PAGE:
Kids Voting Mecklenburg changes name to GenerationNation
Kids Voting Mecklenburg, the Charlotte area’s K-12 civics education organization for 20 years, has changed its name to GenerationNation, a reflection of the group’s broad scope of work and vision to expand students’ understanding and interest in government, leadership and community affairs through civics education, civic learning opportunities and civic leadership training.
The selection of GenerationNation follows several years of research, planning, and feedback from hundreds of students, teachers, parents and civic leaders.
“As we began to think about all we have accomplished in our first 20 years, we determined that this was an ideal opportunity for us to look at all aspects of our organization, including our identity, and make some changes to better reflect the services we provide to our students and the entire Charlotte-Mecklenburg community,” said Julian H. Wright Jr., chairman of the GenerationNation board of directors and a partner with Robinson Bradshaw & Hinson. “GenerationNation recognizes the broad range of civic education, civic leadership and civic engagement opportunities we provide to K-12 students. Our work extends well beyond mock votes held once a year.”
Launched in 1992 by former Charlotte Observer publisher Rolfe Neill, with other civic leaders, Kids Voting Mecklenburg was initially a way to help students participate in annual mock voting events. Today, the organization connects classroom education with civic learning opportunities to help K-12 students in school, build their civic literacy and develop as effective citizens and leaders.
The change comes at a time when the call for renewed civics education is being stressed at the national level. Last week, at an event launching a national conversation about civics education, U.S. Department of Education Secretary Arne Duncan reinforced the importance of educating students to lead in their schools, communities and nation.
"Today's students are tomorrow's leaders, and giving them a strong foundation in civic values is critical to the vitality of America's democracy and economy in the 21st century," Duncan said. “This call to action is an opportunity to develop and improve civic learning as part of a well-rounded education so every student has a sense of citizenship.”
As a 20-year partner of Charlotte-Mecklenburg Schools and non-public schools in the community, Kids Voting Mecklenburg – now GenerationNation – plays an essential role in building civic literacy, student achievement and leadership from an early age. Civics and history are public school graduation requirements, with civic knowledge woven throughout the K-12 curriculum in social studies, language arts and other subjects.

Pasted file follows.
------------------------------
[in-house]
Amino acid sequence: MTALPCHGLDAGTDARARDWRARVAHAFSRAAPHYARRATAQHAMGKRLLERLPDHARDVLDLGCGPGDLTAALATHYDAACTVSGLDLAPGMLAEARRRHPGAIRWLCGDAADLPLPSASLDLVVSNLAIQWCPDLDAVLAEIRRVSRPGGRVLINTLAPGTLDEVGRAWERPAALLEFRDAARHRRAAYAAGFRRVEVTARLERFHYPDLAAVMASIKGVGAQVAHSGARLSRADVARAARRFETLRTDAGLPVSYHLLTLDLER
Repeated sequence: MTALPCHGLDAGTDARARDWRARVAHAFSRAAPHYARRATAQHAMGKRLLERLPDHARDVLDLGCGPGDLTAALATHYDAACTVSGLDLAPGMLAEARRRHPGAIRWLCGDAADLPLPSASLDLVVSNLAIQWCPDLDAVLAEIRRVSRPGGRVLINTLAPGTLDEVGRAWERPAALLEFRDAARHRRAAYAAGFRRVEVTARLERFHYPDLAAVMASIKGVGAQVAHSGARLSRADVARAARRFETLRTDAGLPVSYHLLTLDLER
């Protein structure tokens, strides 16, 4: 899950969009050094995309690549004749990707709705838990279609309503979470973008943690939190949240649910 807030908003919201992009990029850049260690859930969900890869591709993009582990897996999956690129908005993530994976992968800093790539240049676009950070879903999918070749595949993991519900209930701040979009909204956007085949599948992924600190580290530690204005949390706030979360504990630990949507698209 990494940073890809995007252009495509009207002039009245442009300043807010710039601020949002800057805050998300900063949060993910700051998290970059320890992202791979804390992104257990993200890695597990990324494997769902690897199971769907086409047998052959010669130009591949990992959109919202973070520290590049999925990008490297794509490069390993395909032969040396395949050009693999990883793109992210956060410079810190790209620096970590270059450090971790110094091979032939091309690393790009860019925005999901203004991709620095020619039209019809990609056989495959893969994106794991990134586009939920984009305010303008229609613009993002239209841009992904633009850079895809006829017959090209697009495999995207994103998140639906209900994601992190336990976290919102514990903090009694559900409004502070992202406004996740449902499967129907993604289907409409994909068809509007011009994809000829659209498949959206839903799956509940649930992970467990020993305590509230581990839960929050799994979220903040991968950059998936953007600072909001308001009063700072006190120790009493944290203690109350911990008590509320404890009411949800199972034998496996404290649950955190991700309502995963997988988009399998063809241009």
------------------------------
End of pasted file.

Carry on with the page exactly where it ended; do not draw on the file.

GenerationNation, a nonpartisan non-profit (501c3) organization, is the home for the programs the community has helped to make a success including the highly successful Kids Voting Mecklenburg election, YouthCivics, Youth Voice Leadership Alliance, K-12 civics and leadership education and a host of civic learning opportunities. Initiatives for 2012 include expansion of youth civic leadership programming, educational opportunities linked to the 2012 conventions, and the use of technology to educate and engage students on leadership, government and civic issues.
“The name GenerationNation truly captures how today’s students want to be more engaged in their schools and communities, and how we can help them develop as leaders who are well on their way to making our community and nation a better place,” Wright said. “Students need to understand how their governments and communities work, and want to know their voice matters, will be heard, and that their opinions can have an effect on the policies, decisions and pressing issues of the day.”
For more information about programs, volunteer opportunities and ways to support K-12 civic education and leadership, visit GenerationNation on the web at http://www.generationnation.org/ or contact Executive Director Amy Farrell at 704-343-6999 or email@example.com.
Michael Henry, Wray Ward
Amy Farrell, GenerationNation
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